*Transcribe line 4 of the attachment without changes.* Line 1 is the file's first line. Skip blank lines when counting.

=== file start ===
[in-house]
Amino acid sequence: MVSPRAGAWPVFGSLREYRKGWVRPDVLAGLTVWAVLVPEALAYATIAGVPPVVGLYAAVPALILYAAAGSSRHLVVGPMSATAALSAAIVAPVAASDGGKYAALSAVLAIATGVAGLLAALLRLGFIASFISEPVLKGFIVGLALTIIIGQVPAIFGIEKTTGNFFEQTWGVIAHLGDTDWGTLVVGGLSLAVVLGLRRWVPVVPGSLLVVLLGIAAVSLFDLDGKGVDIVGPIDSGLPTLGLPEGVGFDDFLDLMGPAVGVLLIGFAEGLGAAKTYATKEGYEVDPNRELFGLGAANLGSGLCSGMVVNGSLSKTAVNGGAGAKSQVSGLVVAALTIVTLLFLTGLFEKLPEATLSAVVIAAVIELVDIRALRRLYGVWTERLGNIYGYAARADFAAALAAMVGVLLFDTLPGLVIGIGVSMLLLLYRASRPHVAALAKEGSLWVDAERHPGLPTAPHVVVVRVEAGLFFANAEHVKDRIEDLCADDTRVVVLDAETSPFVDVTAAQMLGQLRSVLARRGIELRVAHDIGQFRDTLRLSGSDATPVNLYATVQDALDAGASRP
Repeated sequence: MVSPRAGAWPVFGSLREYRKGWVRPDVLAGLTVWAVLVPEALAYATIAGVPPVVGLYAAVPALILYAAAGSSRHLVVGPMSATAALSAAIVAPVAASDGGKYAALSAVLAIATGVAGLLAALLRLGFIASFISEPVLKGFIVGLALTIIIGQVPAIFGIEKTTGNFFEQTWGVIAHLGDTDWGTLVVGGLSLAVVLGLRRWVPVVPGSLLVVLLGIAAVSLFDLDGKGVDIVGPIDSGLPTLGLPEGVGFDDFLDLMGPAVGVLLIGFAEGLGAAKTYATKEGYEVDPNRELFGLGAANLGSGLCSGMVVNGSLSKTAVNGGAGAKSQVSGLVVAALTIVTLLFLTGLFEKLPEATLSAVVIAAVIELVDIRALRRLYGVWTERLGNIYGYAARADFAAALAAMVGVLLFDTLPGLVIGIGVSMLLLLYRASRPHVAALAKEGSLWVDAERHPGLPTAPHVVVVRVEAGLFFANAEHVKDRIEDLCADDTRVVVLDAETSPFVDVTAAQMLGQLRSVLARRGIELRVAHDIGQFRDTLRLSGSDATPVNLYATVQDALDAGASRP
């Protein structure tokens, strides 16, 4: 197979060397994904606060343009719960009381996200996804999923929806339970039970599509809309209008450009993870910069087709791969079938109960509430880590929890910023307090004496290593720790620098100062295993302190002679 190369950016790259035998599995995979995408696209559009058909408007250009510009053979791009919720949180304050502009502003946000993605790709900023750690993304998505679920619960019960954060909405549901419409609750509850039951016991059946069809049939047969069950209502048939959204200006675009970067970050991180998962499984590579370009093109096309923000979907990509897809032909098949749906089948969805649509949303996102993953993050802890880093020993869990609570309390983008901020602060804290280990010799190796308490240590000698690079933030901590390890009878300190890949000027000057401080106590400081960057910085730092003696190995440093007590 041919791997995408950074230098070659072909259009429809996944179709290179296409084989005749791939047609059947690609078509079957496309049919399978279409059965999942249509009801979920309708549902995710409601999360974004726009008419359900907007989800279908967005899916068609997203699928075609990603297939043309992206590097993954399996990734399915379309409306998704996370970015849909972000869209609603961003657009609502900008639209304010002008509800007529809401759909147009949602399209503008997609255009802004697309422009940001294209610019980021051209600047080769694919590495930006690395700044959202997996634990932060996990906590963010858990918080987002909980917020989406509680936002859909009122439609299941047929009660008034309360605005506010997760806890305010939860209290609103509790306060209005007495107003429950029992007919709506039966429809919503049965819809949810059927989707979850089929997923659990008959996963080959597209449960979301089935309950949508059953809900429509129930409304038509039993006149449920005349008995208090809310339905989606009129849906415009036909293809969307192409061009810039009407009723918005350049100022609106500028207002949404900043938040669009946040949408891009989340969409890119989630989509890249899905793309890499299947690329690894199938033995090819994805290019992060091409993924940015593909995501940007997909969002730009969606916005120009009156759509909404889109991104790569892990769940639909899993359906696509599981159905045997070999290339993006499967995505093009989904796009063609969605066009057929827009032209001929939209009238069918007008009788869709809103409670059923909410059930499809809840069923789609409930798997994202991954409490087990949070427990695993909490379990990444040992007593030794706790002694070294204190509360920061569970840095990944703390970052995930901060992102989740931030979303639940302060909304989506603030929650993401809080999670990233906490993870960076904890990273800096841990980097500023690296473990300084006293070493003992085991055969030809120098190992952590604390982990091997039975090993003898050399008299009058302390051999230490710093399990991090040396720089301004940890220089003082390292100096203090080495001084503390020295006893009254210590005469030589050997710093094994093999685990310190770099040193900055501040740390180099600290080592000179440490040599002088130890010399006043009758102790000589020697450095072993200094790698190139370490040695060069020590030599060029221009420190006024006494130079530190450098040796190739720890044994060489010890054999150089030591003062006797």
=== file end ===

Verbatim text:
């Protein structure tokens, strides 16, 4: 197979060397994904606060343009719960009381996200996804999923929806339970039970599509809309209008450009993870910069087709791969079938109960509430880590929890910023307090004496290593720790620098100062295993302190002679 190369950016790259035998599995995979995408696209559009058909408007250009510009053979791009919720949180304050502009502003946000993605790709900023750690993304998505679920619960019960954060909405549901419409609750509850039951016991059946069809049939047969069950209502048939959204200006675009970067970050991180998962499984590579370009093109096309923000979907990509897809032909098949749906089948969805649509949303996102993953993050802890880093020993869990609570309390983008901020602060804290280990010799190796308490240590000698690079933030901590390890009878300190890949000027000057401080106590400081960057910085730092003696190995440093007590 041919791997995408950074230098070659072909259009429809996944179709290179296409084989005749791939047609059947690609078509079957496309049919399978279409059965999942249509009801979920309708549902995710409601999360974004726009008419359900907007989800279908967005899916068609997203699928075609990603297939043309992206590097993954399996990734399915379309409306998704996370970015849909972000869209609603961003657009609502900008639209304010002008509800007529809401759909147009949602399209503008997609255009802004697309422009940001294209610019980021051209600047080769694919590495930006690395700044959202997996634990932060996990906590963010858990918080987002909980917020989406509680936002859909009122439609299941047929009660008034309360605005506010997760806890305010939860209290609103509790306060209005007495107003429950029992007919709506039966429809919503049965819809949810059927989707979850089929997923659990008959996963080959597209449960979301089935309950949508059953809900429509129930409304038509039993006149449920005349008995208090809310339905989606009129849906415009036909293809969307192409061009810039009407009723918005350049100022609106500028207002949404900043938040669009946040949408891009989340969409890119989630989509890249899905793309890499299947690329690894199938033995090819994805290019992060091409993924940015593909995501940007997909969002730009969606916005120009009156759509909404889109991104790569892990769940639909899993359906696509599981159905045997070999290339993006499967995505093009989904796009063609969605066009057929827009032209001929939209009238069918007008009788869709809103409670059923909410059930499809809840069923789609409930798997994202991954409490087990949070427990695993909490379990990444040992007593030794706790002694070294204190509360920061569970840095990944703390970052995930901060992102989740931030979303639940302060909304989506603030929650993401809080999670990233906490993870960076904890990273800096841990980097500023690296473990300084006293070493003992085991055969030809120098190992952590604390982990091997039975090993003898050399008299009058302390051999230490710093399990991090040396720089301004940890220089003082390292100096203090080495001084503390020295006893009254210590005469030589050997710093094994093999685990310190770099040193900055501040740390180099600290080592000179440490040599002088130890010399006043009758102790000589020697450095072993200094790698190139370490040695060069020590030599060029221009420190006024006494130079530190450098040796190739720890044994060489010890054999150089030591003062006797």